TUCoPS :: Crypto :: voynich.txt

Cryptography and John Dee - A true mystery

        Anyone who is interested in cryptography and who also is interested in 
the occult and or bizzarre should be aware of the Voynich Manuscript.  Here
is a brief rundown along with some references and speculations.
        I am doing this all from memory (mine, not the computer's), so I can't 
guarantee that it's accurate, but I think I've got all the major details 
straight.  (I did some research on it a few years back.)
        The Voynich Manuscript is named for a fellow named Voynich (this part 
is non-controversial), who discovered it while looking for old illuminated 
manuscripts (excuse me girls--personuscripts).  When he died, he donated it to 
Yale, where, when last I heard, it still resides.
        It is a couple hundred pages long.  Most of each page is "text" (I'll 
get back to that.).  The margins of many or most of the pages contain 
illustrations of EXTREMELY obscure significance; for instance, some of the 
drawings look like naked women standing in what looks like a cross between a 
tree root system and a set of vertical baths.  Some of the illustrations, it 
has been claimed, represent recognizable plants not known to the old world. 
Attempts to interpret the illustrations have been just as lame as attempts to 
decode the text.  While the Voynich Manuscript ain't the Book of Kells, what 
I've seen of it has its own weird charm, and both text and illustrations were 
executed with care by someone who cared about what they were doing.  This last 
point bears repeating, as I don't think that it has elsewhere been 
sufficiently emphasized:  Whoever produced the Voynich Manuscript was hot 
enough to do it that they went to serious effort to make it or expense to have 
it made. They weren't dicking around.  (This doesn't mean it isn't a joke, but 
if it is, it's a goddam serious one.  And it doesn't mean the author wasn't 
crazy, but I don't have to tell YOU that there are shitpiles of serious 
        You really should take a look at it or you won't really have a good 
idea of what it looks like; check the references a little farther on.  I 
remember that when I first heard about the Voynich Manuscript, I was given an 
accurate description that just didn't convey what the damn‚d thing looks like.
        The "text" is a bunch of squiggly letter-like lines (about 20 or so 
different kinds) with fairly clear division into "words", laid out in "lines"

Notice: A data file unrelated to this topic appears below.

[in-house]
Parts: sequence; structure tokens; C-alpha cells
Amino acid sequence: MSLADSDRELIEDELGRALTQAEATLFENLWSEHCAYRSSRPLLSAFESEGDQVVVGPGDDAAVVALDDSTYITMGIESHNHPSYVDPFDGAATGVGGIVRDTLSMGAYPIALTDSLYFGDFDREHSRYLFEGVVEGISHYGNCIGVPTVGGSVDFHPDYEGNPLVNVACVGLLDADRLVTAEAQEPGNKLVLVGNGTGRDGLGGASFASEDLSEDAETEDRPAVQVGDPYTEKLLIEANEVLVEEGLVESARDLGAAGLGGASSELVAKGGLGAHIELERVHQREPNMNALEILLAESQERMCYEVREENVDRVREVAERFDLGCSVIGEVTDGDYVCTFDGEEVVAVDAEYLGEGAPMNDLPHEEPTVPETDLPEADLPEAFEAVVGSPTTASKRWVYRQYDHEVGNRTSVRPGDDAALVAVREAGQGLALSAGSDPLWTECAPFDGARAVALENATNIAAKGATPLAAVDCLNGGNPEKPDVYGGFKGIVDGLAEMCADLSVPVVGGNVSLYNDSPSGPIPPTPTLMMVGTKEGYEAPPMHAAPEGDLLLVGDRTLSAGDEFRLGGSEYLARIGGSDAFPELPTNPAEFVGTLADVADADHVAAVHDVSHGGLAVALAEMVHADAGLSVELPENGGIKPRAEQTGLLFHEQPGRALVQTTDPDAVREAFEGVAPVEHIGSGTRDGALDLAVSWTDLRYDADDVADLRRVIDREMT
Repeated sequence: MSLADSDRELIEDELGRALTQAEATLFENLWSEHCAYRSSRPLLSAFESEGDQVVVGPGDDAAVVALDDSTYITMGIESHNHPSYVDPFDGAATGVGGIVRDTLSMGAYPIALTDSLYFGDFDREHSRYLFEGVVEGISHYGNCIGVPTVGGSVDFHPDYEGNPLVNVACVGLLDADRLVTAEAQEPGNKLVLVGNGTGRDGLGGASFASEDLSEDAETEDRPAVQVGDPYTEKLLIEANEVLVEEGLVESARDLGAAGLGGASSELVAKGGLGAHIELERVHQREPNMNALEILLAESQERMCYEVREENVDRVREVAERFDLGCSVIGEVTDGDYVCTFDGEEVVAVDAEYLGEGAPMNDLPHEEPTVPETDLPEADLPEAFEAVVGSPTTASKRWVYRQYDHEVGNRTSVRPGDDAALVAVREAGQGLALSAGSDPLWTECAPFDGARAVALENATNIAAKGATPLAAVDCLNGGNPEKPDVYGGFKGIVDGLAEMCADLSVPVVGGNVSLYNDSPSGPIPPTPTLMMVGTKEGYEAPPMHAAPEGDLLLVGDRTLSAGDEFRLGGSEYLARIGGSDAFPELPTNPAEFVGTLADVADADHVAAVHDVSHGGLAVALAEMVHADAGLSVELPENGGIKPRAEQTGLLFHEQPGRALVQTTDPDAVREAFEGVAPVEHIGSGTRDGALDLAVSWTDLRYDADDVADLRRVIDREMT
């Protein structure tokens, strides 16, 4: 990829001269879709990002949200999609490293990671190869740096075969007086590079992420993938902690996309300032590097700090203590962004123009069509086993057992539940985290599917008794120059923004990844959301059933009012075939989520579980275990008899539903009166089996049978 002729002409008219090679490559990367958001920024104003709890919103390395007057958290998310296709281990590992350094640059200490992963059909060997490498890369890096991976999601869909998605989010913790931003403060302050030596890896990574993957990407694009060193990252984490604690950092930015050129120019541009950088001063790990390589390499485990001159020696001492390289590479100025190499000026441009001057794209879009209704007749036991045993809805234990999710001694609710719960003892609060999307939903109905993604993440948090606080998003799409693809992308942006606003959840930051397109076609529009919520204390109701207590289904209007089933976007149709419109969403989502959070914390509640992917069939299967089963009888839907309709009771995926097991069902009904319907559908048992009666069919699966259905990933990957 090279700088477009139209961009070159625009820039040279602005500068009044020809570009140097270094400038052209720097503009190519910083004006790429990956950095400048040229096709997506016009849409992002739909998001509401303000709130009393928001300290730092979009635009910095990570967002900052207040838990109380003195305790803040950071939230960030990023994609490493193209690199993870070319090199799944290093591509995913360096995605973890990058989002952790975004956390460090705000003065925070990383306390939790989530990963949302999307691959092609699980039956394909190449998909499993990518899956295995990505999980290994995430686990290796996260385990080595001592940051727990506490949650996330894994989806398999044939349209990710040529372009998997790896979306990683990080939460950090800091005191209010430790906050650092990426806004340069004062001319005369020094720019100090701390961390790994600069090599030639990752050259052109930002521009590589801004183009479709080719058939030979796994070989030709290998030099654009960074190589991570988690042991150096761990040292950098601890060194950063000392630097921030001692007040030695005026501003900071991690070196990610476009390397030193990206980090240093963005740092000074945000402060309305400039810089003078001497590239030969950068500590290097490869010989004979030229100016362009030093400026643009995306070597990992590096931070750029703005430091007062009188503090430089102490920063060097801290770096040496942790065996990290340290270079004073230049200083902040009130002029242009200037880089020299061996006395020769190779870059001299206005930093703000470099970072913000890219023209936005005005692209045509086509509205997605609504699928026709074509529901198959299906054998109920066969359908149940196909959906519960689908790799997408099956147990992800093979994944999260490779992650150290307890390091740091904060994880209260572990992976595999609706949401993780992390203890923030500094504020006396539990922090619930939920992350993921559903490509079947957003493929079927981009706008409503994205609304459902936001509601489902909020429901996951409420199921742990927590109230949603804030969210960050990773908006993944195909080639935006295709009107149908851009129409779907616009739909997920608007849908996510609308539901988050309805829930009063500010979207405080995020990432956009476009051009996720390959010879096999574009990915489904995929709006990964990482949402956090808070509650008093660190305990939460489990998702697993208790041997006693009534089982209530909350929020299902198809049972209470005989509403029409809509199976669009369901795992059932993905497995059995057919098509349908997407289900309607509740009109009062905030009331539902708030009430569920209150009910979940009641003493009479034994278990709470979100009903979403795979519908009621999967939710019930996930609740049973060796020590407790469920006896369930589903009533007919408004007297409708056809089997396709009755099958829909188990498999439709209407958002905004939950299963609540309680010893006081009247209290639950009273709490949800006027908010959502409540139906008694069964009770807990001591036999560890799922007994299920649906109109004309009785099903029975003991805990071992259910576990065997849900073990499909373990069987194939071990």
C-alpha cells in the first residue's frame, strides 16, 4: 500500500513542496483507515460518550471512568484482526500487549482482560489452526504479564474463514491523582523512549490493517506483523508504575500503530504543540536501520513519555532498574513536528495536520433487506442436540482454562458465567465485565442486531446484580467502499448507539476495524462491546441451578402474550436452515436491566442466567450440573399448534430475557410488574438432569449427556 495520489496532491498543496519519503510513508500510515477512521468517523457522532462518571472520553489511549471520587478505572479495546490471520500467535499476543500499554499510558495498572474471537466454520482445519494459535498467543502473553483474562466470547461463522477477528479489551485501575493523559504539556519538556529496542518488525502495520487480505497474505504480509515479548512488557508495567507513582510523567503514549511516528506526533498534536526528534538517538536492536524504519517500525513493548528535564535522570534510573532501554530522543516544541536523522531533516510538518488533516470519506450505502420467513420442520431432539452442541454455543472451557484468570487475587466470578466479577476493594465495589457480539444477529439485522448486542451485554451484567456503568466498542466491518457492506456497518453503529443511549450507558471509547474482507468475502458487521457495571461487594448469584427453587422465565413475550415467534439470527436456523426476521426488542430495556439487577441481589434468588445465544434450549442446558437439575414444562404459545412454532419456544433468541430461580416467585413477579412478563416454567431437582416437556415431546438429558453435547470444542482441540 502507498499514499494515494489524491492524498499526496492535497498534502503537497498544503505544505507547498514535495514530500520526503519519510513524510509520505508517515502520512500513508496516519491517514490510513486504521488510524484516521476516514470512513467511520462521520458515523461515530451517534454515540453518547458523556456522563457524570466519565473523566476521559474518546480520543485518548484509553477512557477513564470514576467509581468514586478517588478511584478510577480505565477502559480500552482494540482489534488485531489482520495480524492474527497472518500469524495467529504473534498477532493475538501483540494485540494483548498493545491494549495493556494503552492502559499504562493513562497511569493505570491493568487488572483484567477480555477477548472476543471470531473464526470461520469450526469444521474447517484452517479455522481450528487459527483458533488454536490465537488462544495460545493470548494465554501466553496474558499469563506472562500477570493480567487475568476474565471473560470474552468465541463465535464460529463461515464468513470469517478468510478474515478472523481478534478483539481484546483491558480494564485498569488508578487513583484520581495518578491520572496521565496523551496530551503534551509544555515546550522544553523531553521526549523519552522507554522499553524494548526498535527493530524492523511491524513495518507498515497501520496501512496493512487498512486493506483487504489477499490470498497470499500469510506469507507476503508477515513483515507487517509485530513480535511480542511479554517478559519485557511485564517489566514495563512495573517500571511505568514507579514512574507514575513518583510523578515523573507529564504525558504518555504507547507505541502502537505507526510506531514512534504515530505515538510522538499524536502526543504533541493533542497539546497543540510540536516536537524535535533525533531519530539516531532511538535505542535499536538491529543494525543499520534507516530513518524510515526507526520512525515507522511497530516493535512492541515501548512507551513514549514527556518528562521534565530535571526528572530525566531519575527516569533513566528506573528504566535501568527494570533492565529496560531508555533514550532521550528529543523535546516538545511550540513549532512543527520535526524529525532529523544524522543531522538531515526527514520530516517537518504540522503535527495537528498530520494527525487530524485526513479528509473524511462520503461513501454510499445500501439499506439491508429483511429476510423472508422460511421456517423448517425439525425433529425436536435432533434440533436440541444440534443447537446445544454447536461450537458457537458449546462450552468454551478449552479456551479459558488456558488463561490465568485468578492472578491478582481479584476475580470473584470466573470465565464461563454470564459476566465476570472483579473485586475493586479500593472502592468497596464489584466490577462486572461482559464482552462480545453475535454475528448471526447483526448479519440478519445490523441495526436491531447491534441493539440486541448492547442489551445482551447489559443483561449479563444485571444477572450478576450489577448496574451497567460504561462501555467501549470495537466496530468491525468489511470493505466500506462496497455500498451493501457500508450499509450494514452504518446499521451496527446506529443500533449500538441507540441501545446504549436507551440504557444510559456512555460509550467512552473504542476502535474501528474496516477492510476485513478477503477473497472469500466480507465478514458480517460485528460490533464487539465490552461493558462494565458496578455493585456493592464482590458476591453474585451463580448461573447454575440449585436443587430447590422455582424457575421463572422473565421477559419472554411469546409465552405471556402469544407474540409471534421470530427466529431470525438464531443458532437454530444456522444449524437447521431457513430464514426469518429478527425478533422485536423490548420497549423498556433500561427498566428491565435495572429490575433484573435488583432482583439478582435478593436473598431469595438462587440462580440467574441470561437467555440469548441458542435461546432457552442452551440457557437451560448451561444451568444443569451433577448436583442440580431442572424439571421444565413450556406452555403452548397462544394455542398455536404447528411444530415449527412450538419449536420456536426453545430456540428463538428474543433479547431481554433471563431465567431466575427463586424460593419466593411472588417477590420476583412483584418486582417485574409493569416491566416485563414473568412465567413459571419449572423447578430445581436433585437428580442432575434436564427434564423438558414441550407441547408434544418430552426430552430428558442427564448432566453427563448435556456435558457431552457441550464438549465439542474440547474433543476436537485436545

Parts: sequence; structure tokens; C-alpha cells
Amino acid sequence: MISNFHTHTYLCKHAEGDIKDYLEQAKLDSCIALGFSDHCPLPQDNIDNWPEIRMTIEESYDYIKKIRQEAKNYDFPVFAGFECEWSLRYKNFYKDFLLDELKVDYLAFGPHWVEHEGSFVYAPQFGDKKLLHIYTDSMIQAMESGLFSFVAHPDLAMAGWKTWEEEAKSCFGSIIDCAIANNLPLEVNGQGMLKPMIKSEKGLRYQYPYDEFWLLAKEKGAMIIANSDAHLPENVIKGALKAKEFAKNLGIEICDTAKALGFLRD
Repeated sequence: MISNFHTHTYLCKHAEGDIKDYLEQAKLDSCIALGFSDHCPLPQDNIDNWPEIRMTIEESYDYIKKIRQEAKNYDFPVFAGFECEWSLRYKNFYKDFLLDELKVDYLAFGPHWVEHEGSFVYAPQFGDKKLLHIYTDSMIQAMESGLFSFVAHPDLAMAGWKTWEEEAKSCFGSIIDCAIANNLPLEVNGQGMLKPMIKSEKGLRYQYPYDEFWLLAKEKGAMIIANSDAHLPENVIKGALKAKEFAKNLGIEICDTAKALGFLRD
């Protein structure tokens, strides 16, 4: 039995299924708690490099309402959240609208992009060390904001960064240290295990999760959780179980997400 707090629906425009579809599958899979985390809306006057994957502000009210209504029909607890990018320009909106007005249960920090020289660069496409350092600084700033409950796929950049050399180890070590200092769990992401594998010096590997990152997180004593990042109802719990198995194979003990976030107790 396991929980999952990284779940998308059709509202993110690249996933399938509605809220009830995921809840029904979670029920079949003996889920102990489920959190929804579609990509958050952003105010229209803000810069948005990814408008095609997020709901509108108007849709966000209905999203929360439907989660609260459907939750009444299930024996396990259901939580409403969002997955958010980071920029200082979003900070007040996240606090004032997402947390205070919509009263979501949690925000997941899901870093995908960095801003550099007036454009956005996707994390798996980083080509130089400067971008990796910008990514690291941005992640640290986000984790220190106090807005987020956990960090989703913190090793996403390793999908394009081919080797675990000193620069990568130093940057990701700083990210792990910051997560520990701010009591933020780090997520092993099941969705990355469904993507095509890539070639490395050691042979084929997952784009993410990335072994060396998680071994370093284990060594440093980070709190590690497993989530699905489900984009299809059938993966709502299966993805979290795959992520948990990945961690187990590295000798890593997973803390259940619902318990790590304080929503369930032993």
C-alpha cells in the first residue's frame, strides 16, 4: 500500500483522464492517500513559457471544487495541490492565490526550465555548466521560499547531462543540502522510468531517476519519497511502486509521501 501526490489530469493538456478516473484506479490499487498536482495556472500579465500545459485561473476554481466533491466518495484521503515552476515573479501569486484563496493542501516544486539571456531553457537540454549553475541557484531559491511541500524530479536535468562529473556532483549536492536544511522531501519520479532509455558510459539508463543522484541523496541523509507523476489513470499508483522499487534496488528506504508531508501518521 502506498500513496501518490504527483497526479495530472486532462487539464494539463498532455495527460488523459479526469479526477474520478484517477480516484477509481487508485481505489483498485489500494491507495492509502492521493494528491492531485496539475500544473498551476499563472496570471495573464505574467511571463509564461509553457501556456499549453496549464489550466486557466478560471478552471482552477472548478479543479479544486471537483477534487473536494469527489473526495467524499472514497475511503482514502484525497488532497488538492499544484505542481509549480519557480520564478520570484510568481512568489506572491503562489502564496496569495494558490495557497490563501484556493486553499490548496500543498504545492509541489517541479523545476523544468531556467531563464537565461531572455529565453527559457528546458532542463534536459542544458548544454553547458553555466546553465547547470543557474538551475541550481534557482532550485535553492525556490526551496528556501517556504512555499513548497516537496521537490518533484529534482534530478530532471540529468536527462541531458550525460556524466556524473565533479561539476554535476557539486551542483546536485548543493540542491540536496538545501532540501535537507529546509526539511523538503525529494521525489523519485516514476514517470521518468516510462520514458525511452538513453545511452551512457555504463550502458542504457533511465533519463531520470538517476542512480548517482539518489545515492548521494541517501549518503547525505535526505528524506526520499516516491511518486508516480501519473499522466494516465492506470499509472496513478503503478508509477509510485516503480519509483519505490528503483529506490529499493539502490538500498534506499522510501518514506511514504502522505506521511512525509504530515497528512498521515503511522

and "paragraphs".  In other words (hah) it looks like writing.  The "letters"
don't look much like anybody's real alphabet but they don't look that weird 
either.  (They don't look like "@#$%^%$#".)
        By now you're probably wondering who the fuck made it.  Nobody knows.
        As to where it came from, something is known.  There is a notation in 
the MS indicating that sometime in the early 1600's it ended up in the library 
of some Austrian or German count (or something; I don't remember the 
details.).  Between there and Voynich nothing is known or noone is talking.  
Before there it looks as though the damn‚d thing belonged to John Dee(oo-ee-
oo).  If you don't know who he was, you're reading the wrong file on the wrong 
BBS.  Count X was one of Dee's continental patrons and Dee's son Arthur said 
that his dad had had a cipher manuscript that he wasn't able to crack.  
Unfortunately, he doesn't say what happened to it.  This, so far as I know is 
the whole John Dee connection.  More tenuous is the connection to Roger Bacon.
This seems to be based on assuming the Voynich Manuscript is a couple 
centuries older than it probably is (about 1500 seems the most convincing 
date), the romantic notion that Bacon had these marvellous secrets of the 
illuminati that he hid in cipher, and the fact that Dee was an avid collector 
of Bacon MSS (you could get them at fire sale prices when Hank8 closed down 
the monastery scam).  It looks to me that the Dee connection is likely enough 
to assume it as a starting point for further research, the Bacon one 
only interesting if another connection appears.
        However, you should keep in mind that even if the MS was written by 
Bacon, it doesn't mean that it was written in England.  Roger spent some of 
his time, including jail time, on the continent.  Likewise if John Dee 
obtained it, it wasn't necessarily in Britain.  As far as I know, there is no 
consensus as to where the Voynich Manuscript was written, although Europe 
seems to be most probable.  (To the extent that the writing looks like 
anything, it looks like European scripts.
        So we don't know very much about the Voynich Manuscript's origin, 
originator or purpose.  All we have is the thing itself, and it aint talking.
        If no-one has managed to decode it, it isn't for lack of trying.